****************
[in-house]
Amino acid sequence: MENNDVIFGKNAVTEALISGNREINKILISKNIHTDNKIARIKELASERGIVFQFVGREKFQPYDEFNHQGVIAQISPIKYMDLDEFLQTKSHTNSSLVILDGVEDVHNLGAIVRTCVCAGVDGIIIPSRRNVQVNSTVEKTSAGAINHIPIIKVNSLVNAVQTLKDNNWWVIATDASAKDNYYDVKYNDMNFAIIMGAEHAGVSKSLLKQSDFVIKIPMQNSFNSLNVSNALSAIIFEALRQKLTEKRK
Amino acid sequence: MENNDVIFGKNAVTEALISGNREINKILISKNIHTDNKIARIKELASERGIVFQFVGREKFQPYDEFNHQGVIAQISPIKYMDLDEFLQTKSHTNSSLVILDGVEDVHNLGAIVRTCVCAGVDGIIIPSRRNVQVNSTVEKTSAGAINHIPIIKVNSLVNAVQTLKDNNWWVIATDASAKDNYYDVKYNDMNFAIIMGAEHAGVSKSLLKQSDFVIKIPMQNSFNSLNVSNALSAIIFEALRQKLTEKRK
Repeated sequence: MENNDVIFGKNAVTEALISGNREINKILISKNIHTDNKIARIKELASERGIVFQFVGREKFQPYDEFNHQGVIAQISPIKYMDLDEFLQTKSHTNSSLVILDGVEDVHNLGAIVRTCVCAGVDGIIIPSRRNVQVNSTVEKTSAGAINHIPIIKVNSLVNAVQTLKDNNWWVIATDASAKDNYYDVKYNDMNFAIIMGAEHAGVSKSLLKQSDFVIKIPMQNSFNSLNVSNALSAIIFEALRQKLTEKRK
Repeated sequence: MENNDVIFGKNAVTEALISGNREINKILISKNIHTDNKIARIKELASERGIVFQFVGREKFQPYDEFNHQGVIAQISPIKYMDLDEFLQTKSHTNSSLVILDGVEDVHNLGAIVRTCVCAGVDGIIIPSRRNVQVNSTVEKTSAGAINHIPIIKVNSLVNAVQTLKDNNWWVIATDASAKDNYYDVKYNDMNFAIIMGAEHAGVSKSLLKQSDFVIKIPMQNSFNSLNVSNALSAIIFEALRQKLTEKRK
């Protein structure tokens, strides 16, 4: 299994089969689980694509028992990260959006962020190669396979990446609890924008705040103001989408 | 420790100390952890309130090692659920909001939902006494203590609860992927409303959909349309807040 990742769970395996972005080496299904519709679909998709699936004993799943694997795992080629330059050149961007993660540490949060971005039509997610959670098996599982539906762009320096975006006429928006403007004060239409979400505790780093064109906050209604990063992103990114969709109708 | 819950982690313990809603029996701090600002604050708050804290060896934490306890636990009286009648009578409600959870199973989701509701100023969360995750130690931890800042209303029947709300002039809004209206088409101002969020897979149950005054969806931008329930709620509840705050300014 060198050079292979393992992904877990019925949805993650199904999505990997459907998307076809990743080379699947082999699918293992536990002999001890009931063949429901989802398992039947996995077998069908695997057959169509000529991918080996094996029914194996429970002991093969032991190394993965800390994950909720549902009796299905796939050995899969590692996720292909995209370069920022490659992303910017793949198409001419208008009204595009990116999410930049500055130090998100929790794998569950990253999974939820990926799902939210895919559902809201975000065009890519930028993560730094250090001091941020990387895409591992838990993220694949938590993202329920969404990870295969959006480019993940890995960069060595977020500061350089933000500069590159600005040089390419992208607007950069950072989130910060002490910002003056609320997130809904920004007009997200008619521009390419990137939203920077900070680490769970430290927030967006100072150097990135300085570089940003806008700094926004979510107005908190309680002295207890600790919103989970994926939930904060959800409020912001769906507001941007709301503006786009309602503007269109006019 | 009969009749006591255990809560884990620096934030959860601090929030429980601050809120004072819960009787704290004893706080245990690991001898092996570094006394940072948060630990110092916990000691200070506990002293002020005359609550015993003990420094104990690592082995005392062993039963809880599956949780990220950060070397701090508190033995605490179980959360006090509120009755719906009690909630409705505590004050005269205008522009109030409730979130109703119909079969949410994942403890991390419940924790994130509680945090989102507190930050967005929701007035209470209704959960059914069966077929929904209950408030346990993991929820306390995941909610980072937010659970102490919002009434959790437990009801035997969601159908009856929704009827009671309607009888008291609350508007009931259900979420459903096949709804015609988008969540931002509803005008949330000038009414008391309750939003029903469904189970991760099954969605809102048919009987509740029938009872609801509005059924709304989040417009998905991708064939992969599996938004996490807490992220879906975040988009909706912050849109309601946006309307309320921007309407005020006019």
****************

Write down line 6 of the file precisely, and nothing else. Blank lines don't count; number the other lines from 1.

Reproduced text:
């Protein structure tokens, strides 16, 4: 299994089969689980694509028992990260959006962020190669396979990446609890924008705040103001989408 | 420790100390952890309130090692659920909001939902006494203590609860992927409303959909349309807040 990742769970395996972005080496299904519709679909998709699936004993799943694997795992080629330059050149961007993660540490949060971005039509997610959670098996599982539906762009320096975006006429928006403007004060239409979400505790780093064109906050209604990063992103990114969709109708 | 819950982690313990809603029996701090600002604050708050804290060896934490306890636990009286009648009578409600959870199973989701509701100023969360995750130690931890800042209303029947709300002039809004209206088409101002969020897979149950005054969806931008329930709620509840705050300014 060198050079292979393992992904877990019925949805993650199904999505990997459907998307076809990743080379699947082999699918293992536990002999001890009931063949429901989802398992039947996995077998069908695997057959169509000529991918080996094996029914194996429970002991093969032991190394993965800390994950909720549902009796299905796939050995899969590692996720292909995209370069920022490659992303910017793949198409001419208008009204595009990116999410930049500055130090998100929790794998569950990253999974939820990926799902939210895919559902809201975000065009890519930028993560730094250090001091941020990387895409591992838990993220694949938590993202329920969404990870295969959006480019993940890995960069060595977020500061350089933000500069590159600005040089390419992208607007950069950072989130910060002490910002003056609320997130809904920004007009997200008619521009390419990137939203920077900070680490769970430290927030967006100072150097990135300085570089940003806008700094926004979510107005908190309680002295207890600790919103989970994926939930904060959800409020912001769906507001941007709301503006786009309602503007269109006019 | 009969009749006591255990809560884990620096934030959860601090929030429980601050809120004072819960009787704290004893706080245990690991001898092996570094006394940072948060630990110092916990000691200070506990002293002020005359609550015993003990420094104990690592082995005392062993039963809880599956949780990220950060070397701090508190033995605490179980959360006090509120009755719906009690909630409705505590004050005269205008522009109030409730979130109703119909079969949410994942403890991390419940924790994130509680945090989102507190930050967005929701007035209470209704959960059914069966077929929904209950408030346990993991929820306390995941909610980072937010659970102490919002009434959790437990009801035997969601159908009856929704009827009671309607009888008291609350508007009931259900979420459903096949709804015609988008969540931002509803005008949330000038009414008391309750939003029903469904189970991760099954969605809102048919009987509740029938009872609801509005059924709304989040417009998905991708064939992969599996938004996490807490992220879906975040988009909706912050849109309601946006309307309320921007309407005020006019």